Alternatives to traditional litigation: A better way to resolve family disputes.
In other words, you might not need to take things to court.
Battling in court can take a significant emotional and financial toll on you and your family, so exploring alternatives to traditional litigation can be beneficial. Meditation is often more affordable than taking the case to court and can result in quicker outcomes. Our team is available to discuss the best approach for your unique needs.
Mediation is an alternative approach that can empower you and your spouse to take control of the decision-making process.
Our mediation service is a cost-effective way to settle disputes fairly without advancing to court.
Going through a court process can often feel like a battle, pitting you against your spouse and leaving your fate in the hands of a stranger. Even though ending a relationship can be painful, most people do not want to engage in a war with their soon-to-be ex-partner. If you are seeking closure and civility, there are options available that can lead to a resolution that works for everyone involved.
Book a confidential appointment with one of our trusted legal specialists today.
Work with a Nationally Accredited Mediator & Family Dispute Resolution Practitioner
Meet Kay Feeney, Director of Feeney Family Law.
With over 35 years of experience in the legal industry, Kay Feeney is a highly accomplished Family Law Solicitor the Queensland Law Society recognises as an Accredited Family Law Specialist. Throughout her career, Kay has worked for reputable law firms and served as a Special Counsel in Family Law. Kay’s extensive experience has allowed her to develop a deep understanding of families’ challenges, particularly concerning parenting and child custody issues.
Kay has worked closely with parents and children to navigate the complexities of Family Law and provide them with the support they need.
How does the mediation process with Kay work?
Step 1: Before your Mediation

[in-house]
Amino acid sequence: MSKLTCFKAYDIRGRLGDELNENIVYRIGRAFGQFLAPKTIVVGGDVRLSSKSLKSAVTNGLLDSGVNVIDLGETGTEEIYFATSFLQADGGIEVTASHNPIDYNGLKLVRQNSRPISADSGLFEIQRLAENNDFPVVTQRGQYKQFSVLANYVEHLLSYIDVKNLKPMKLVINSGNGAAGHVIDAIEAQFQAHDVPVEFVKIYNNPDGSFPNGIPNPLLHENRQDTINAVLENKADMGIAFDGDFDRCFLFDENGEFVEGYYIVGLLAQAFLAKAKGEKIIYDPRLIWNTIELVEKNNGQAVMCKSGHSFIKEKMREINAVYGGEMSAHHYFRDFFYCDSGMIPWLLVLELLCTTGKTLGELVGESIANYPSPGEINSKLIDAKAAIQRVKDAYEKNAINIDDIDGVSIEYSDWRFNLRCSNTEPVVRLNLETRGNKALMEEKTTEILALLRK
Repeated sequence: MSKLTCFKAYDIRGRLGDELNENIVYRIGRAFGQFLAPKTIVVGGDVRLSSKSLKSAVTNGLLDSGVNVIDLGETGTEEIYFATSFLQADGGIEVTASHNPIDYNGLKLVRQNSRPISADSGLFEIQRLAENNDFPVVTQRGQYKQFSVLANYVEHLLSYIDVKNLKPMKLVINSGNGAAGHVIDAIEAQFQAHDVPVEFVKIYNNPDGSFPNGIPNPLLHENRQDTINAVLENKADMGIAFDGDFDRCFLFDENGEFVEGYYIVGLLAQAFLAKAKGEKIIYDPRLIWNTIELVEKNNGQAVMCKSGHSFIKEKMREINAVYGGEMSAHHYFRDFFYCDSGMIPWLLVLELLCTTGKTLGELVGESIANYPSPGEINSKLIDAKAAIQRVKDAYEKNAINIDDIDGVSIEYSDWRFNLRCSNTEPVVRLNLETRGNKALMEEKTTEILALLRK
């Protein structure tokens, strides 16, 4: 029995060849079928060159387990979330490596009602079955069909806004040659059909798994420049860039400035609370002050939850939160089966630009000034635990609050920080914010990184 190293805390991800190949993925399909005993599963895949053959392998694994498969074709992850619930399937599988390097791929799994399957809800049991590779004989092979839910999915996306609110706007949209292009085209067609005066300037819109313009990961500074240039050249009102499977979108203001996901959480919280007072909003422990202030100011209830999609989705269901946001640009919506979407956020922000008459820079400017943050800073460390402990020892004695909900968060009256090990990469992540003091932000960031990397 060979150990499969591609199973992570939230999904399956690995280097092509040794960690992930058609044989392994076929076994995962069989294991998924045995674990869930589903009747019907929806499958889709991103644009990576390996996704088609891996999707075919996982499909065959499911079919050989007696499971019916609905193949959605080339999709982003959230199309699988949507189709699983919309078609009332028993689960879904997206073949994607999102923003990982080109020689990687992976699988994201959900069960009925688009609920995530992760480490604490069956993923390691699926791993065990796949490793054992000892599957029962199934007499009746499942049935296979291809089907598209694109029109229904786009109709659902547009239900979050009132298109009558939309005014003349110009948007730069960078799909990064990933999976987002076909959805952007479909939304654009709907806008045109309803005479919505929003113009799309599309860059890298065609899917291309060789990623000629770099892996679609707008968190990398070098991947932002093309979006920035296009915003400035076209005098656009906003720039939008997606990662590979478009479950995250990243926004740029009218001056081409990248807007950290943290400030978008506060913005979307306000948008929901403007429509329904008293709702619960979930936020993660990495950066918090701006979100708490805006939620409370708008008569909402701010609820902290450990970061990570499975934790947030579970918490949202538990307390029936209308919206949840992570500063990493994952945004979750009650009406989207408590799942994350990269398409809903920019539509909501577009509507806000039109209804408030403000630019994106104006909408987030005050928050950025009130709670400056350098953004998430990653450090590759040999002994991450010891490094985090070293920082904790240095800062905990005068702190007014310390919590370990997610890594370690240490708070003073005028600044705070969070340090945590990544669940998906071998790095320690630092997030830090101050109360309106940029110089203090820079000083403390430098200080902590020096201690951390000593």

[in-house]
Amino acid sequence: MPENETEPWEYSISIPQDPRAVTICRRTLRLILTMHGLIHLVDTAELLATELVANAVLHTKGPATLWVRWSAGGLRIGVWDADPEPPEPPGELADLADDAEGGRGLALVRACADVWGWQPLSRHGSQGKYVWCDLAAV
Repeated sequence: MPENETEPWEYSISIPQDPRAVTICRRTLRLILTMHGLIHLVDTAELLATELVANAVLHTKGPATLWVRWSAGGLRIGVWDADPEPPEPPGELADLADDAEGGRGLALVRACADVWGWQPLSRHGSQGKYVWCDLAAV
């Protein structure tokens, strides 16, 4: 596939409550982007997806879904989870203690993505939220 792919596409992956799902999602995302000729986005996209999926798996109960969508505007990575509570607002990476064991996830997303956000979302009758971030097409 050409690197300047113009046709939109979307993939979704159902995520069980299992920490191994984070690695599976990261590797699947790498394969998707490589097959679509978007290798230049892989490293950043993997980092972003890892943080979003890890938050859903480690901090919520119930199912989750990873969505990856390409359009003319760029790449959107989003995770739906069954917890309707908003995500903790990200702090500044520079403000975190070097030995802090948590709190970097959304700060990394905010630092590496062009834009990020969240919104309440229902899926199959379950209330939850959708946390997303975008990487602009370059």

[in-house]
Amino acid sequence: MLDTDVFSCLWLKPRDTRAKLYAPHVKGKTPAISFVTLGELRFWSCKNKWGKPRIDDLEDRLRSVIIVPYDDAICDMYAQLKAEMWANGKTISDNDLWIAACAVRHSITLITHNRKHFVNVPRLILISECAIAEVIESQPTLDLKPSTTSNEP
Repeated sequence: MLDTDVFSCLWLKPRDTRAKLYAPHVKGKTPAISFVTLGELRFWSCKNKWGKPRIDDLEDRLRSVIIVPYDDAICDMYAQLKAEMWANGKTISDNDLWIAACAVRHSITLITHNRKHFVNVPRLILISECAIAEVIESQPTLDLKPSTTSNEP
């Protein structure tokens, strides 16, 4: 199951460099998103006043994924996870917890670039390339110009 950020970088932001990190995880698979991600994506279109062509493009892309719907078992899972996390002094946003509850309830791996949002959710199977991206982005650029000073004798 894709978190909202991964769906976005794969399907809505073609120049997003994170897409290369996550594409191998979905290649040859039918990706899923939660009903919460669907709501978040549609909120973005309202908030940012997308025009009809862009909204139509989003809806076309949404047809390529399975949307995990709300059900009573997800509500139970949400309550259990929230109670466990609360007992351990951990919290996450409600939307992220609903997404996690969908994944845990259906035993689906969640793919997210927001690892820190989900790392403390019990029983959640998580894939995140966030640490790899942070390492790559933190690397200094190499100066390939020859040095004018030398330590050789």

Being prepared and considering your options ahead of time will give you the best opportunity to achieve a positive outcome at your mediation. We recommend both parties work with their lawyer (if you have one) to discuss the mediation process, options for resolutions and things that will need to be negotiated.
In the days leading up to your mediation, Kay will meet separately with you and the other party (or parties) by telephone or video conference to discuss your goals, interests and concerns for the mediation.
Step 2: The Mediation Session
The mediation will begin with Kay discussing the process of mediation, the predetermined issues you’d like to be resolved and the options if a resolution is not reached. Sometimes this is done in a joint session, with both parties and their lawyers in the same room (physically or virtually). This can also be done separately.
Kay will assist in negotiations through conveying proposals between you and the other party, reality testing assumptions and working to assist with option generation.
The discussions between you and the other party at mediation are confidential and, except in very limited circumstances, cannot be used as evidence in any Court proceedings.
Step 3: After Mediation
At the conclusion of the mediation, if an agreement has been reached, a document known as a “Heads of Agreement” setting out the terms of the agreement will usually be prepared and signed by you and the other party.
This “Heads of Agreement” will usually form the basis for formal settlement documents, which are to be prepared after the mediation is complete.
If no agreement is reached in a parenting matter, Kay can issue a certificate under Section 60I of the Family Law Act.
Need a Section 60I Family Dispute Resolution Certificate? We can help.
Kay is authorised to issue Section 60I Family Dispute Resolution Certificates for parenting matters. Download our brochure for more details, and fill out the contact form below to speak with one of our knowledgeable staff members for more details.
Speak to one of our friendly staff today about your circumstances.
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